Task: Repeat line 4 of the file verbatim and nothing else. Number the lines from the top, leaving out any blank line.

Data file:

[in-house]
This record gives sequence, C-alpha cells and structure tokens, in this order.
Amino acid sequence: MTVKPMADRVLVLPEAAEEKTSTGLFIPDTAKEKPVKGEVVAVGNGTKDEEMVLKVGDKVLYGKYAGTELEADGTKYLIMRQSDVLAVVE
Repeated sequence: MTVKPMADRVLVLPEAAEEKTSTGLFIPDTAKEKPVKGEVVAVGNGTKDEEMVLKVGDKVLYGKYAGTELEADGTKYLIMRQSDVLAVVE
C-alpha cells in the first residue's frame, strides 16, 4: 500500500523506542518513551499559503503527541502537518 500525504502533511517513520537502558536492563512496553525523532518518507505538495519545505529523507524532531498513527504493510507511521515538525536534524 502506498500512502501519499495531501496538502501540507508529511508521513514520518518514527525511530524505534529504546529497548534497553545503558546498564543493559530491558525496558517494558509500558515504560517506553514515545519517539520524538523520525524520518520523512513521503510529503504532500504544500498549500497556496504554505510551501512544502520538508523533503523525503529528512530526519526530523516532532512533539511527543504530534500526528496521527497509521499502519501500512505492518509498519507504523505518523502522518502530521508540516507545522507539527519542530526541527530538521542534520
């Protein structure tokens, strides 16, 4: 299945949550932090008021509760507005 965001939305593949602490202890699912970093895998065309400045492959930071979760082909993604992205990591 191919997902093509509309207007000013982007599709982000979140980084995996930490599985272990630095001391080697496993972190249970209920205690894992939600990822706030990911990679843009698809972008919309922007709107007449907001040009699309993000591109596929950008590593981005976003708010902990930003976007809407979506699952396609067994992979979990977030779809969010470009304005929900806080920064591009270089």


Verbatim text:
Repeated sequence: MTVKPMADRVLVLPEAAEEKTSTGLFIPDTAKEKPVKGEVVAVGNGTKDEEMVLKVGDKVLYGKYAGTELEADGTKYLIMRQSDVLAVVE